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Chinese number 7.

Social action – Mahi ā-ngākau

Level 4 Achievement objective, D3/4

Students will specify individual responsibilities and take collective action for the care and safety of other people and their school and in the wider community.

Learning objectives

Students will:

  • play an inequitable game and recognise instances of discrimination and the impact this has for participants
  • make comparisons between this game and issues China is confronted with
  • refine the game in light of Olympic Ideals and replay.

Two Olympic Games themes for this lesson:

  • human rights
  • ‘one world’

Activity 1 – Boys vs. girls

Divide the class into two teams (boys vs. girls). Play a game of speedball (or own game option). Speedball is a combination of soccer and touch rugby. The game is played with a soccer ball and begins with soccer rules. The game changes to touch rugby rules when the soccer ball is kicked and caught by any player. Points are awarded when a goal is scored while in soccer mode or a touchdown is made while in touch mode.

Activity 2 – Boys vs. fewer girls

Play the same game, only this time reduce the girls' team by half; the boys' team remains the same. While playing, the non-playing girls are required to stand silently on the boundary of the field.

Activity 3 – One word whip around

At the conclusion of these games, each student is required to provide one word which summarises their feelings around participation/non-participation in this game.

Key questions and socio-critical thinking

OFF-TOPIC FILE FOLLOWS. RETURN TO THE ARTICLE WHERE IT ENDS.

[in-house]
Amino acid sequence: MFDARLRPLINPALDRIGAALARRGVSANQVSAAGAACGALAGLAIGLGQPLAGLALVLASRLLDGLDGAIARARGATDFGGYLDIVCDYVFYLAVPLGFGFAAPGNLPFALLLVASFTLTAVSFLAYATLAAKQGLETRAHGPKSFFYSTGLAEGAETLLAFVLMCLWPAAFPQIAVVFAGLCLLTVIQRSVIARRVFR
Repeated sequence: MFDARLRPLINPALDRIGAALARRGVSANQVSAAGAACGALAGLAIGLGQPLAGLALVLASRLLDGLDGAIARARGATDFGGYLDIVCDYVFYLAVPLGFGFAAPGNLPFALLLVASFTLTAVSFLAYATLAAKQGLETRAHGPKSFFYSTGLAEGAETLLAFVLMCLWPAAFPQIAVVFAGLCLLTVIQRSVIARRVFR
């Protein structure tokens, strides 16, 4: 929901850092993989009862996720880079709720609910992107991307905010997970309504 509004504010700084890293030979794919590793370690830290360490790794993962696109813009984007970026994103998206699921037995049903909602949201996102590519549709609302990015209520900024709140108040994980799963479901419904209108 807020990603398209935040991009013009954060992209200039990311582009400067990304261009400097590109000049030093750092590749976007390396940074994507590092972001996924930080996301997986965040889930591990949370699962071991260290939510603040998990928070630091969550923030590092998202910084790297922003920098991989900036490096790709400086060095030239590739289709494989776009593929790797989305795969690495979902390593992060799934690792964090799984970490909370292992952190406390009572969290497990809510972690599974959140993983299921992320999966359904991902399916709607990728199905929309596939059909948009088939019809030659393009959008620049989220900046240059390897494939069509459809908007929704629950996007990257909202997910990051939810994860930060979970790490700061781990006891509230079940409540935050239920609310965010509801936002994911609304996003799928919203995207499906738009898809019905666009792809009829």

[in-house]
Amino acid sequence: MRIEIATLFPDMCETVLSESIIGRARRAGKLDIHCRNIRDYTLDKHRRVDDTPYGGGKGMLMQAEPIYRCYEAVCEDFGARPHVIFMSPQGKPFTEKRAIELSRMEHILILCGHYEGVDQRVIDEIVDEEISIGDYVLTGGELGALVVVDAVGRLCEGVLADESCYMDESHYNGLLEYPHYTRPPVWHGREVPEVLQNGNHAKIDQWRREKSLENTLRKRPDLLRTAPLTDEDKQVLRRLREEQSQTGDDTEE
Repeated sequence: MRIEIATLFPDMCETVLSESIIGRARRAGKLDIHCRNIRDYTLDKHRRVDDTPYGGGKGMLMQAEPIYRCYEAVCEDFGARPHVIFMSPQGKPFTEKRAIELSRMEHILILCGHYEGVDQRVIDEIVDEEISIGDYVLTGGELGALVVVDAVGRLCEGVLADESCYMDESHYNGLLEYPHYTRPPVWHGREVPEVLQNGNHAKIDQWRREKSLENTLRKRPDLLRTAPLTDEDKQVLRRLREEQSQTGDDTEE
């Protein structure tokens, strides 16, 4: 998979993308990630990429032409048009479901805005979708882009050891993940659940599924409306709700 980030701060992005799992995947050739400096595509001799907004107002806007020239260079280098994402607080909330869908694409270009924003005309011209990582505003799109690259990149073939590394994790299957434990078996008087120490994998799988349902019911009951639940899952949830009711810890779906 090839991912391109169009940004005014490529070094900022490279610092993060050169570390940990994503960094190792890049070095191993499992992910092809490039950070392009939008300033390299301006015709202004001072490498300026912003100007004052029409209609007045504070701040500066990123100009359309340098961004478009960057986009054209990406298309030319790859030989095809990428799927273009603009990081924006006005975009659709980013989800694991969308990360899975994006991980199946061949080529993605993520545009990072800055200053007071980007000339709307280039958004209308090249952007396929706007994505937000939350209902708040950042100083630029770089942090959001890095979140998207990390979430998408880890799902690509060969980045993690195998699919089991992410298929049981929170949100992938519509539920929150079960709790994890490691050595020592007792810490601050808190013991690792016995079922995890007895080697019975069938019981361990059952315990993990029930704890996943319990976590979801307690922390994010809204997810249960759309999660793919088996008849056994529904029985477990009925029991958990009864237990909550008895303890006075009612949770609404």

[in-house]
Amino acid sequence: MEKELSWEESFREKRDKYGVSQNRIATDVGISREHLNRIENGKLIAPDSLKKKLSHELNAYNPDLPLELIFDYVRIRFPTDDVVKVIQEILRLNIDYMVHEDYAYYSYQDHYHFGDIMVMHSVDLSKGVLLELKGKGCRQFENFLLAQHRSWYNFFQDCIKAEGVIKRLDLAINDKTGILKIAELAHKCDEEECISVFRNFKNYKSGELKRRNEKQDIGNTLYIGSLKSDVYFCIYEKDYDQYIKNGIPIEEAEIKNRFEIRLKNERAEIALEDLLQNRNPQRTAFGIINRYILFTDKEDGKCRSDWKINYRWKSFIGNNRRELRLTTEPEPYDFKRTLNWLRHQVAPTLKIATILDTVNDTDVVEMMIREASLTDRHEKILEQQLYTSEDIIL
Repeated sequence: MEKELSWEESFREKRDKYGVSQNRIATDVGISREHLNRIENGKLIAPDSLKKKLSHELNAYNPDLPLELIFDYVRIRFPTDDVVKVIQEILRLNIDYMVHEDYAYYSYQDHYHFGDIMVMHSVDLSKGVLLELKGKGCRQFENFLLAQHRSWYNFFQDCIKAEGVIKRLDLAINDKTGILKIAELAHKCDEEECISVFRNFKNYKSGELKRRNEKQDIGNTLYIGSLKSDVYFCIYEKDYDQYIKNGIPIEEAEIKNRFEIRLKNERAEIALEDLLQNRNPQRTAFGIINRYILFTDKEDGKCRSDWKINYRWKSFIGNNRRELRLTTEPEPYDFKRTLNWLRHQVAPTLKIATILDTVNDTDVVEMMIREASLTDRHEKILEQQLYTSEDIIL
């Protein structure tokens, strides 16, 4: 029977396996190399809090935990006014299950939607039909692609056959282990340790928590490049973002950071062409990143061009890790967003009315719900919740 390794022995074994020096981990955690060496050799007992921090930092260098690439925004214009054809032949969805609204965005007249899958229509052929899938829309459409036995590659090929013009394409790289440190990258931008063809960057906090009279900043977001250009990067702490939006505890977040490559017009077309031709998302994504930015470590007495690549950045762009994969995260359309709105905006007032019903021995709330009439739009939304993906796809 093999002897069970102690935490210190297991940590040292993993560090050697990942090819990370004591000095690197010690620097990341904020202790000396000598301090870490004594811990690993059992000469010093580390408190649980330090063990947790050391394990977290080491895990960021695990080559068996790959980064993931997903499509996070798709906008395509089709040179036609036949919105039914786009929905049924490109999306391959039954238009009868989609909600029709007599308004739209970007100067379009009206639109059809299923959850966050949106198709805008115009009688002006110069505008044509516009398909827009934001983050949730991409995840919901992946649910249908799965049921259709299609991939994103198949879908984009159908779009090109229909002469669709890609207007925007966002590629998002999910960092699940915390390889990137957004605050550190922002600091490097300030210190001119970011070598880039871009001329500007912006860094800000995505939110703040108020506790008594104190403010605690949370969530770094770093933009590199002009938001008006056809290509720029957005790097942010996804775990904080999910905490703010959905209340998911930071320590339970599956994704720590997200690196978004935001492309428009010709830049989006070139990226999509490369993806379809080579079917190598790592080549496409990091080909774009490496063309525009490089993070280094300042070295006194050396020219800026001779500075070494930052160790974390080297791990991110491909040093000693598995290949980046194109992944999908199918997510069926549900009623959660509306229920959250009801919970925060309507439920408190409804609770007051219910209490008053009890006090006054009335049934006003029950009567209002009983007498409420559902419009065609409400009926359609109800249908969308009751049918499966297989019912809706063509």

• Who enjoyed these games?
  • Why did you enjoy these games? Why didn’t you enjoy these games?
  • Which team had the advantage and how?
  • Who was disadvantaged and how?
  • Knowing what you know about Olympism, how could you change this game?

China links (students should have researched issues for homework):

  • How does this game relate to Chinese issues?
  • What does China need to change?
  • How will the Beijing 2008 Olympic Games help them to make these changes?
  • What are five significant changes China has had to make to ensure they are adhering to the principles of Olympism?

Activity 4 – Game with changed rules

Play a refined game implementing students’ suggested changes incorporating the principles of Olympism. For example, small sides, mixed ability, gender spread, decreased downtime, and points that relate to fair play.

Key questions

  • How do changes suggested for the game above impact on the way games are played in the playground?
  • What five things will we need to change to demonstrate our school’s response to Olympism?

Activity 5 – Amazing Race finale

Students must display and discuss their truce disc. Truce discs will now have 13 of the 14 taonga displayed on them. To seek the final taonga, ‘one world’, students must answer the following questions:

  • How would you describe the meaning of ‘one world’?
  • How does the idea of ‘one world’ relate to the Beijing 2008 Olympic Games?
  • Why do you think ‘one world’ has become an important aspect of the Beijing 2008 Olympic Games?
  • How are New Zealand and China alike?
  • How are New Zealand and China different?


Social Action phase – Olympic Games mascot

Groups design a mascot representing the characteristics of their school and Olympism. When designing the mascot, groups must consider that a mascot  essentially represents their philosophy and values and is unique to the New Zealand culture.

These can be presented in a way that groups decide but must be displayed to the school in some way.

Students will need to consider:

  • the learning they have been doing around Olympism
  • discussions regarding equal rights, accessibility, and opportunity
  • the special characteristics and nature of their school.

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